With Star Wars: The Rise of Skywalker finally making its way into theaters this weekend, fans will finally have the chance to see how this trilogy sequel wraps up. What will happen with Rey? Can Kylo be redeemed? And, perhaps most importantly, is there a post-credit scene? We're here to help answer that last one for those who are wondering if they may need to sit through the end-credits after the movie wraps up.
For those who might be concerned about spoilers, this post will not dig into any specifics about the movie itself. Unless one considers the answer to this question a spoiler, this is a safe place. So, does Star Wars: The Rise of Skywalker contain a post-credit scene? No. The only reason fans need to stick around after the final scene rolls is if they wish to hear some of John Williams' iconic score played over the credits. Or if they want to kill some time while the crowded theater clears out. Beyond that, the end of the movie really is the end. And why wouldn't it be? There has never been a Star Wars Post-Credit scene attached to any of the previous movies.
Over the last decade or so, the Marvel Cinematic Universe has made post-credit scenes standard practice for major blockbuster franchises. It's not just limited to comic book movies anymore, as Jurassic World and Jumanji, amongst others, have adopted the gimmick. So it's not unreasonable for fans to wonder if Star Wars would do the same, especially since Lucasfilm and Marvel are both owned by Disney. But Star Wars has largely stuck to tradition under the Disney era and haven't gone the post-credit scene route. They didn't change things up with Episode IX.
From the earliest days of this movie's production, director J.J. Abrams and Lucasfilm billed it as the end of the Skywalker saga. This is the end of the journey that George Lucas started back in 1977 with the original Star Wars. It's the conclusion of a nine-movie saga that has spanned more than four decades. In that way, it would feel a little wrong to have anything after or during the credits. It's not like the MCU where they are teasing something for the future. This is as close to a conclusion as we're likely to get in modern, franchise-obsessed Hollywood.
That's not to say Star Wars is going to end. Not at all. Outside of Disney+ shows like The Mandalorian, Lucasfilm is also developing future movies that will take place outside of the Skywalker saga. It hasn't yet been revealed what those projects will look like, or who will be behind them since Game of Thrones duo David Benioff and D.B. Weiss recently parted ways with their proposed trilogy, but a galaxy far, far away will live on. Just don't expect that future to be teased during the credits of this particular adventure. Star Wars: The Rise of Skywalker arrives in theaters this weekend from Disney.
There’s one particularly telling and effective moment in The Skywalker Legacy, the feature-lenght documentary that’s included on the Star Wars: The Rise of Skywalker home release that sums up much of the ambivalence and consternation that some had with J.J. Abrams’ return to the Star Wars universe. After showing the intricate construction of a giant, practical snake monster, the doc cuts back to footage of Jabba The Hutt, that old analogue beast that slithered its way into our hearts. The sentiment is clear – we’re making movies like we used to! A celebration of practical effects, the dripping of k-y jelly to give viscosity just like the old costume days, it’s all there. There’s excitement on set, everyone talking about how amazing it looks, how lifelike, how this is how you’re supposed to do movies like this.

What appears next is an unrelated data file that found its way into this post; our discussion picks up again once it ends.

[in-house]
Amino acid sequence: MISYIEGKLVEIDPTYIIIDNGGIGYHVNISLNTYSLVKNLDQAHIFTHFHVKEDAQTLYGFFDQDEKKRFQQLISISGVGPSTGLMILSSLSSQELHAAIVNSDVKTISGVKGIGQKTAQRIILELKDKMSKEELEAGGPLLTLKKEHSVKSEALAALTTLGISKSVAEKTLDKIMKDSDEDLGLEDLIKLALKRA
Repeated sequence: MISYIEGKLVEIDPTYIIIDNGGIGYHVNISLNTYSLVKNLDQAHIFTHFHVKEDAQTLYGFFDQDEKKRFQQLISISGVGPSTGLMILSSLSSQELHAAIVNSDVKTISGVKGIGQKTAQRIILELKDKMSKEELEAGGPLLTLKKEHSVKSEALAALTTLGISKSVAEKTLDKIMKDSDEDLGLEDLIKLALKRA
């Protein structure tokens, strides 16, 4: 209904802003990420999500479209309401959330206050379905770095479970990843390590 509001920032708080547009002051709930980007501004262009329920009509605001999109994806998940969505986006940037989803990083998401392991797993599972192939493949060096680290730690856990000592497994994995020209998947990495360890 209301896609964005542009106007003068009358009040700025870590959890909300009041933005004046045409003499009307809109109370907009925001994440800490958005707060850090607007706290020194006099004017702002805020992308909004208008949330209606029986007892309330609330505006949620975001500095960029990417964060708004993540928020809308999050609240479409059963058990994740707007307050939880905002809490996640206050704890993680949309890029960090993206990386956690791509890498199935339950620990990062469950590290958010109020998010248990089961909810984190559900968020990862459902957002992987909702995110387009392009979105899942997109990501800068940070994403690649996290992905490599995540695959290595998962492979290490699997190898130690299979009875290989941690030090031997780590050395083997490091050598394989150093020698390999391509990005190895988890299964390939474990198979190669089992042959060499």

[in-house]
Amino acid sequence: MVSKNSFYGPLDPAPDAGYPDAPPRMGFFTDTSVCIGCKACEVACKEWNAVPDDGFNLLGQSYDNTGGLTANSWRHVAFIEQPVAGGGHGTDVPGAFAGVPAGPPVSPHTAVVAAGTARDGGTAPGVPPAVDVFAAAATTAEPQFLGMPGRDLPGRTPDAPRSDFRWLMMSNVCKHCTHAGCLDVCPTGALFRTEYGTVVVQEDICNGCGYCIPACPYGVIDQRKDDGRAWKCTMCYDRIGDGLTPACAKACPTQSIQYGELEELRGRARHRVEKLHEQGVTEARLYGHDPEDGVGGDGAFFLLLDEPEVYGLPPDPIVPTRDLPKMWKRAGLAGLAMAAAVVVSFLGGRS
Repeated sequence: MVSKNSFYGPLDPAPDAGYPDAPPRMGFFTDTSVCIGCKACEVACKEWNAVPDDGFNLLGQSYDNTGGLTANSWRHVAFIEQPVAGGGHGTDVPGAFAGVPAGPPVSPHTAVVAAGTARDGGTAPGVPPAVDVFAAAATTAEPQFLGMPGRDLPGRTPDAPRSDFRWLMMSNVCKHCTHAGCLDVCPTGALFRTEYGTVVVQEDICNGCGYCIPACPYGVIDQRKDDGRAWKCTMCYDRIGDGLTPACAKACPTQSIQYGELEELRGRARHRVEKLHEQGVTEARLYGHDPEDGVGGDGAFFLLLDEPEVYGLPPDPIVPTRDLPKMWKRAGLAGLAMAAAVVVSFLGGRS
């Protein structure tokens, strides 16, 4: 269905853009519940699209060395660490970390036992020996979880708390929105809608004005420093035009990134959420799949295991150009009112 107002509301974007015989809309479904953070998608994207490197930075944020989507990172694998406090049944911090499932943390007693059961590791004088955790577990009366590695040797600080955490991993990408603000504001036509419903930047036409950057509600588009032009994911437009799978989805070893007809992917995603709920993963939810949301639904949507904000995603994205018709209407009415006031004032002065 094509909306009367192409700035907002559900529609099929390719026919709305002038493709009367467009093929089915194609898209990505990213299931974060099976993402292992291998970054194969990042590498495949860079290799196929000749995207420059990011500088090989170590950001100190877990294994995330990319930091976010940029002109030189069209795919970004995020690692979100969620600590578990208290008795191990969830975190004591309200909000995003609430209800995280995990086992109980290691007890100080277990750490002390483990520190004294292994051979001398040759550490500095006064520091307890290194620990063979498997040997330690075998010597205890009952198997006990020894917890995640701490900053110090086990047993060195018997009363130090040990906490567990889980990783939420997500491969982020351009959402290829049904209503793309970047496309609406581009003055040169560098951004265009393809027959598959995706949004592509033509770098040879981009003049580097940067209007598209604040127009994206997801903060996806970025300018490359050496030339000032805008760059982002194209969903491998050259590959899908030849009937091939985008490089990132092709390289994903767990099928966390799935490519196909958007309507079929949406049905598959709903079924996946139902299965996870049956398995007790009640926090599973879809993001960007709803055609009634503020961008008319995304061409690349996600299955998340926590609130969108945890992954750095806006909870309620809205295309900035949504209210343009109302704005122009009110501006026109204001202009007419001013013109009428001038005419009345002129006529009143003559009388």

Cut to Visual Effects Supervisor Roger Guyett who shatters the myth, letting us know the creature was replaced by a CGI version in post.
Guyett’s resume is mighty. Having made his bones on groundbreaking films like Twister and Casper, he helped Spielberg bring the events of D-Day to screen in Saving Private Ryan, helped bring to life the best looking film in the Harry Potter series, Alfonso Cuarón’s Prisoner of Azkaban, and even made the theatrical version of Rent feel more than a stage production. Guyett has had many collaborations with Abrams – from the Star Trek Reboots through The Force Awakens and The Rise of Skywalker he was even second unit director on the former, as well as working with George Lucas on Episode III to round off the prequels. He’s in a unique position to speak to these changing landscapes of epic filmmaking.
We spoke at length about the apparent contradictions and indulgences in making a Star Wars film, and he made the case for why nothing was wasted and all contributed to the final presentation. He was erudite and open to the discussion, making for a dream conversation with a man who quite literally has helped shape what amazes us on screen for decades.
The following has been edited for clarity and concision.
We see practical effects being championed as almost a marketing ploy with the “postquels” as a mix of nostalgia and an attempt to delineate from Lucas’ second trilogy. In some ways the love of the practically-realized snake undercuts the extraordinary CGI you and your team accomplished, and raises questions about why the need to fetishize the on-set inclusions when they’re replaced anyway. Could you talk about that ethos, that somehow doing stuff on a computer is a “cheat” while doing an effect practically is not?
I think at the end of the day we’re all trying to do the best that we can, trying to make the best, most dramatic or emotional movie we can visually. I’m coming from figuring out how do you get the most...